GE Launches Consumer Web Initiative
General Electric has taken the wraps off its latest "Healthymagination" effort: A project it calls a "digital ecosystem" involving a content-rich Web site, a mobile app, and plenty of social networking.
While it might seem like a strange move for a company like GE, which markets its high-tech imaging equipment to doctors and hospital administrators and not to consumers, "it wasn't a hard decision to make," Linda Boff, global director of marketing communications, tells Marketing Daily. "From a digital perspective, the difference between business-to-business and business-to-consumer is starting to vanish, and this supports the broader goals of the 'Healthymagination' effort, which we launched last May: Bringing better health to more people."
The Fairfield, Conn.-based company is dubbing the initiative an "ecosystem," as opposed to a plain old Web site, because "we've really been trying to think of our Web presence not with a campaign mentality, with a start date and an end date, but as an ongoing content strategy. Rather than launch a site with an 'If we build it, they will come' attitude, we wanted to create a digital presence that let us see where the consumer conversations are happening, and follow them there -- whether that happens on Twitter or YouTube. We're looking at this as Mile One of a marathon and hoping to build traction."
The healthymagination.com effort is separate from the heavy wave of GE TV spots, which kicked off during the Winter Olympics, she says.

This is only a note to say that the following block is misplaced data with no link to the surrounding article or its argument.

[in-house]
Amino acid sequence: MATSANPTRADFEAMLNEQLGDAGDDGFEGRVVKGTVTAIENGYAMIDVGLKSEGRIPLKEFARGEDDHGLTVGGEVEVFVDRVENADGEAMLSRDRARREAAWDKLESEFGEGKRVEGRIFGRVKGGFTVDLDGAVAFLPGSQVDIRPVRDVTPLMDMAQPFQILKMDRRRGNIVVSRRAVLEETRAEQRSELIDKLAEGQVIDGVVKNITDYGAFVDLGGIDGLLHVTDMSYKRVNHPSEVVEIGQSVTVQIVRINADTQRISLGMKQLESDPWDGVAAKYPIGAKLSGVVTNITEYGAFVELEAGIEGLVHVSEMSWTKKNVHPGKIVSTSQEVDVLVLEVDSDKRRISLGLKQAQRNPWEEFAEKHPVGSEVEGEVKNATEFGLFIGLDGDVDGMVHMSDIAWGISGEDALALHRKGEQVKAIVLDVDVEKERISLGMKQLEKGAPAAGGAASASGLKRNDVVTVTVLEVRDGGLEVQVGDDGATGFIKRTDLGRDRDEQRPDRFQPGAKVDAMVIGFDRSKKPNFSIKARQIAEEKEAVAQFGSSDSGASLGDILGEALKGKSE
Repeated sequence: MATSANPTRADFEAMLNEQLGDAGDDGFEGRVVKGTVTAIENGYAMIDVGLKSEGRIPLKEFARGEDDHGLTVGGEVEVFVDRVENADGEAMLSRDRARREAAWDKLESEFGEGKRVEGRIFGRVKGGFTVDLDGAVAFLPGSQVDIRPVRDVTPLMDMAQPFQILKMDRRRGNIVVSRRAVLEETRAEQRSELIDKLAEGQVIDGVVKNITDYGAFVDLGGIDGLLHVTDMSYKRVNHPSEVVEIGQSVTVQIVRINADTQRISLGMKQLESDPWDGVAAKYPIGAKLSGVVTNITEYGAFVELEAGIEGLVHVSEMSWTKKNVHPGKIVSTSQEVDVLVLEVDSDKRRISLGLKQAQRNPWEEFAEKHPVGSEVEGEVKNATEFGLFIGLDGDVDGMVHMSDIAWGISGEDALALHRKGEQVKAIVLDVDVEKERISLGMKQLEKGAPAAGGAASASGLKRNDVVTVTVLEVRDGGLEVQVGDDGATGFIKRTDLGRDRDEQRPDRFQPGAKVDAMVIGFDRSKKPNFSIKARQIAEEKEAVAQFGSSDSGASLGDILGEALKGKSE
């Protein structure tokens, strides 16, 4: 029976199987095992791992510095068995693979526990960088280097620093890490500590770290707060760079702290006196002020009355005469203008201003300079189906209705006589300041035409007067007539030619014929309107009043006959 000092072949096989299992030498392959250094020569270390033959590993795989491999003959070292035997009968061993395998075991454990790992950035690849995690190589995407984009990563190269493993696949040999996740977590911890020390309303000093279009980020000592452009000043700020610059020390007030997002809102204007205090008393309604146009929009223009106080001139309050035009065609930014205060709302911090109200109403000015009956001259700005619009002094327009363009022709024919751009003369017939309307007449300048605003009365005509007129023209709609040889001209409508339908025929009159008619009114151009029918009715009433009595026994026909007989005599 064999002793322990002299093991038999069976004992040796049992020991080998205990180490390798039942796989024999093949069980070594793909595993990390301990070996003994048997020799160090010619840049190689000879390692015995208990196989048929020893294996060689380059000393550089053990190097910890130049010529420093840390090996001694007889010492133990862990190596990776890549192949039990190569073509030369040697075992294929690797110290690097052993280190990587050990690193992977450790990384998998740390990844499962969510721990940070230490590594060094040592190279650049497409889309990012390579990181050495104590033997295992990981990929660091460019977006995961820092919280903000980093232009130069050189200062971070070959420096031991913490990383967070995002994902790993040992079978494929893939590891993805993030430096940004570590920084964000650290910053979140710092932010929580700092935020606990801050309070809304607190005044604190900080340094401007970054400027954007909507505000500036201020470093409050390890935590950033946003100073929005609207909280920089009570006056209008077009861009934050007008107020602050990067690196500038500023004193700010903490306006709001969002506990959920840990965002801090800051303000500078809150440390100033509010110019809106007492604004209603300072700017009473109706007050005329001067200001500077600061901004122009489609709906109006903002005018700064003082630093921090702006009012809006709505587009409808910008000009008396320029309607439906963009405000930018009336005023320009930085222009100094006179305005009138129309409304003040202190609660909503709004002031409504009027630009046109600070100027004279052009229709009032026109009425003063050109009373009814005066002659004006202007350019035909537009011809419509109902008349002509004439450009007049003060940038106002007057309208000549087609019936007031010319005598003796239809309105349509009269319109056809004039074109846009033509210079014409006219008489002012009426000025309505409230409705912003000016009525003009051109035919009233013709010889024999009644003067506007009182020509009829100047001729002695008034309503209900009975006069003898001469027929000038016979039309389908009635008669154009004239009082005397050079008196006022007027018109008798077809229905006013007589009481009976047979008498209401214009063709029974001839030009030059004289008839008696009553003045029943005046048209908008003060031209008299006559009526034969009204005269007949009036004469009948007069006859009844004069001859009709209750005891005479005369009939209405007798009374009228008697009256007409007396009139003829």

Part of the challenge, says Ivan Askwith, director of strategy for Big Spaceship, the New York-based agency that developed the site, is the enormous popularity of health-related sites. "There is just so much information out there, and trying to make lifestyle changes can be so overwhelming, that we wanted to find new ways to break it down into small bites. That's why we named the iPhone app -- which offers an easy-to-do tip every day -- Morsel, for example." A "Visualizing Data" tool allows users to create charts as broad or obscure as they like. A few clicks will let you find out how many female ex-smokers between 35 and 44 are also overweight, for example.
And rather than just compete with established content providers, "we wanted to partner with them," he tells Marketing Daily. For instance, the site's "Better Health Conversations," is a partnership with WebMD. The instant messaging-like feature generates health guidelines, as well as a list of questions to ask your doctor at the next visit.
"While many health tools and sites are intended to help 'replace' the need for a doctor and reduce doctors to prescription-writing machines, the 'Better Health Conversation' is designed to help patients appreciate the value of having a doctor, and to prepare them with suggestions that make office visits more productive and positive. We think GE can be a valuable partner to doctors, and help them -- and their patients -- get better results," Askwith says.
"We don't expect consumers to buy MRI machines from GE, but when you take the broader view, helping consumers get healthier helps doctors and hospitals -- GE's core audience."